If there is a Fourth Reich, Marrs is a tool of it. I got the book hoping for a coherent, interesting, well researched but overly dramatic conspiracy theory. Instead it was incoherent and offered nothing interesting or researched. At one point in the book he calls the Brookings Institute part of the fascists in the American system then at another point he cites the Brookings Institute attacking Bush to support his argument that Bush is a fascist. He argues that Bush is a fascist because the people that worked for him believed in what they were doing. He also argues that Bush was a power monger because he didn't veto bills passed by Congress. In other words, Bush didn't block the laws Congress passed so he was undermining Congressional authority, Marrs argues. This entire book is a pathetic version of the fallacy of the appeal to authority. His "research" is allegations without any facts, only innuendo and quotes of the opinions of other people he calls authorities on subjects. He properly decries the loss of basic logic skills education but then shows he didn't learn basic logic by his repeated use of fallacies in reasoning. At one point he quotes someone as an authority on a Presidential signing statements, but the only source of authority is that she graduated from a law school. No advance law degree or experience in this area of the law needed, he cites her as an authority. Let me spoil the ending, as with all conspiracy theories, if you listen long enough it comes to a hissed whisper "the Jews!" Marrs concludes that everything that is wrong with the world is that we support Israel and the secretive "international financiers" or "international bankers" which is the more politically correct version of Hitler's attacks on "sneaky Jewish Bankers and shyster lawyers." How can Marrs decry fascism yet mimic Hitler's attacks on Jews, banks, capitalism, etc.? To answer that question you should use your credits/money on Ann Coulter's new book Demonic.
Ameritopia, like Levin's other books, condenses several years of deep reading and contemplation into an easily understood narrative. Ameritopia provides an outline of thought and philosophy since the ancient Greeks. Ameritopia covers Plato's Republic, More's Utopia, Hobbes's Leviathan and Marx's Communist Manifesto and explains why the utopian fantasy of the left has never and can never be achieved, leading usually to horrible tyranny. Levin then covers the influences of Locke and Montesquieu on the founders of the United States and the observations of Alexis de Tocqueville on his visit to the U.S. in the early 19th century. Levin provides an overview of the left's attempt to circumvent the Constitution and attempt to create their "Ameritopia." Levin further explains why this attempt at utopia has already made us less free. Another great book from Levin that makes deep thought available to everyone.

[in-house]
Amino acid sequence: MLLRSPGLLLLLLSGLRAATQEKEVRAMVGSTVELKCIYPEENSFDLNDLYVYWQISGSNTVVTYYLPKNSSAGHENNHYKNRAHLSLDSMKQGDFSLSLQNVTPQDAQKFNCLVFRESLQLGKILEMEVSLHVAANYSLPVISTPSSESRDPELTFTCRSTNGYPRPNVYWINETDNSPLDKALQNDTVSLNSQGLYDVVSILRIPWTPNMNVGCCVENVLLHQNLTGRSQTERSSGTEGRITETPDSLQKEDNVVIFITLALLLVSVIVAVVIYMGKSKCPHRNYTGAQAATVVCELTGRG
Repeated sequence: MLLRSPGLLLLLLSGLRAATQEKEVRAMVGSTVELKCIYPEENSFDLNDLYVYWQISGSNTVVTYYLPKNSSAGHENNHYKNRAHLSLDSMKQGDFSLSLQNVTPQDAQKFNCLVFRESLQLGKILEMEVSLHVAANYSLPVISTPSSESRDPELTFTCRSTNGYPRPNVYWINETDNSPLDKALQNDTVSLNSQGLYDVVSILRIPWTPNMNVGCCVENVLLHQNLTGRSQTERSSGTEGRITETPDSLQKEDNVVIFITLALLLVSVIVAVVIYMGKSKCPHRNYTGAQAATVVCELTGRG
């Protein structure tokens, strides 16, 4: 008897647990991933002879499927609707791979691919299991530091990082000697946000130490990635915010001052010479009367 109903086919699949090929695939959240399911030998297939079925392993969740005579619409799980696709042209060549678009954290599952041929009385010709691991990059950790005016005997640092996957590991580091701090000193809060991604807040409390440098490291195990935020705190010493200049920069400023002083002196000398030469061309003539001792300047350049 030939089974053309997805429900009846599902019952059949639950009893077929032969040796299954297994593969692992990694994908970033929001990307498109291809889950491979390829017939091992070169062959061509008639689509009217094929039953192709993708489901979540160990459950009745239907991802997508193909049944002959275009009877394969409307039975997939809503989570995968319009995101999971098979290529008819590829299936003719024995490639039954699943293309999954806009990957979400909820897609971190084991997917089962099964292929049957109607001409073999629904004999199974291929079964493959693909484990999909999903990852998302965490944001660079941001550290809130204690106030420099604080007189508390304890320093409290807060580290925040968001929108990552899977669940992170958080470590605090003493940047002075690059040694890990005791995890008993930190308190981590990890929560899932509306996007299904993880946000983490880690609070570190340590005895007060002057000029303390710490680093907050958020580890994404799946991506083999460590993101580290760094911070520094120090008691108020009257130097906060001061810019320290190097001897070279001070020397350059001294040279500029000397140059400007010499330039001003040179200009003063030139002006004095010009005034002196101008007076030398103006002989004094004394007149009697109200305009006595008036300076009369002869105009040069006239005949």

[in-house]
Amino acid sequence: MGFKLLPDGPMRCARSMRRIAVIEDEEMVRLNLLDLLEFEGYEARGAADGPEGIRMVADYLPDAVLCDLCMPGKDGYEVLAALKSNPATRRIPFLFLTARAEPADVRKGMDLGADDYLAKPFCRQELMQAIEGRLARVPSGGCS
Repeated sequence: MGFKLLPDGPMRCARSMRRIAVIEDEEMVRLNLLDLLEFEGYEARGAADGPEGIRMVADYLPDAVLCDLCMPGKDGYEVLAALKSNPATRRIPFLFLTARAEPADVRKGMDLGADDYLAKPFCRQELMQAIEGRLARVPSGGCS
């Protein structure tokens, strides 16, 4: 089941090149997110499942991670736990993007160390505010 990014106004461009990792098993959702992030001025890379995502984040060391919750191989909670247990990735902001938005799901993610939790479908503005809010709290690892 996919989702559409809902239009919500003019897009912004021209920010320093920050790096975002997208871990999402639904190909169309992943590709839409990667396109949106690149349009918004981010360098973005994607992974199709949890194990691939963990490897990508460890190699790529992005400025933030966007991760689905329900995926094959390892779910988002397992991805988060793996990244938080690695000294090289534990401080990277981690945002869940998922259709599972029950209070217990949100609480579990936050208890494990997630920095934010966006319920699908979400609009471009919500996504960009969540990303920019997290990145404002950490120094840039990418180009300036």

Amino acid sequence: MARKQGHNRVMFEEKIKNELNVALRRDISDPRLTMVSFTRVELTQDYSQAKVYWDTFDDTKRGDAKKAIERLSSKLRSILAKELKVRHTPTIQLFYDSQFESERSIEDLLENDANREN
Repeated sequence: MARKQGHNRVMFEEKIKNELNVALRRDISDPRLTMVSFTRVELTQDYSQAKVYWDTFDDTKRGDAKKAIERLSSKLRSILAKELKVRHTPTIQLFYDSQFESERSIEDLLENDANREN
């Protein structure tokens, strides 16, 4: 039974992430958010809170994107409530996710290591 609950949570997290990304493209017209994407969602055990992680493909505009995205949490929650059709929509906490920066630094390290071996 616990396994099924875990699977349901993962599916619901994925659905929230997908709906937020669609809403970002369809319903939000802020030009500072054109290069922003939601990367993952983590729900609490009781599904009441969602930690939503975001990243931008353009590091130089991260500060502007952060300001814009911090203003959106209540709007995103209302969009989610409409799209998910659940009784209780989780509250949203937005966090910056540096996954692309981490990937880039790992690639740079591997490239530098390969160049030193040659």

I have to agree with other reviewers that the narrator wasn't the best but she was adequate and the book is magnificent. Ann Coulter is often praised or attacked for her acerbic wit, which she certainly has and it appears in this book, but more than that this book provided an essential piece to my understanding of modern politics and its ideological background. To over simplify it the two primary political philosophies at work today, as they really have been throughout U.S. history and western thought since about the time of the founding of the U.S. are 1. the English school with the writings of John Locke, Edmund Burke and Adam Smith who believed in individual rights and are now usually called, in the U.S., Conservatives or Libertarians and 2. the French school with the writing of Rousseau and Robespierre, who believed in collective rights and are now usually called in the U.S., Liberals or Progressives. Most people, even those interested in or active in politics know very little about either ideological roots but the knowledge and understanding of French school is even harder to come-by. This book is about the French school: the basic philosophy, a historical tale of how they came to power in France, how adherents of this school of thought use the same techniques today to get and maintain power in the U.S. and on a broader scale how people, even more or less decent people, can be devolved to take part in horrible acts against others while shouting contradictory chants about the common good. In writing this book Ann Coulter did not assume the reader/listener has any background in the subjects covered and thoroughly explained the concepts for anyone to understand but she still was able to provide substantial new information to the reader/listener like myself who has studied, read and listened extensively about history, politics, philosophy and economics. This book is truly great and is well worth the credit/money.
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